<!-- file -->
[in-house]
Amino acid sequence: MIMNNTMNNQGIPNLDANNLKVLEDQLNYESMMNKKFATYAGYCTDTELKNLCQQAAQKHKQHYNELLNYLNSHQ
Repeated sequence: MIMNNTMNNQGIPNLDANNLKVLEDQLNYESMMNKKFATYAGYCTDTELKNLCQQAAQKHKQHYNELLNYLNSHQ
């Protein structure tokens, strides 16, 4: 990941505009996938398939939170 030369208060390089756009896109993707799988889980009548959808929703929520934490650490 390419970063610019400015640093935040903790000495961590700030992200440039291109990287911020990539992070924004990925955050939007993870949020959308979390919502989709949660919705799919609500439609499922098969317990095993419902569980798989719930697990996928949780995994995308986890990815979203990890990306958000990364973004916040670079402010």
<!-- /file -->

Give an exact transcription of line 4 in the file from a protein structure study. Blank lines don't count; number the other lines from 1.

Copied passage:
């Protein structure tokens, strides 16, 4: 990941505009996938398939939170 030369208060390089756009896109993707799988889980009548959808929703929520934490650490 390419970063610019400015640093935040903790000495961590700030992200440039291109990287911020990539992070924004990925955050939007993870949020959308979390919502989709949660919705799919609500439609499922098969317990095993419902569980798989719930697990996928949780995994995308986890990815979203990890990306958000990364973004916040670079402010």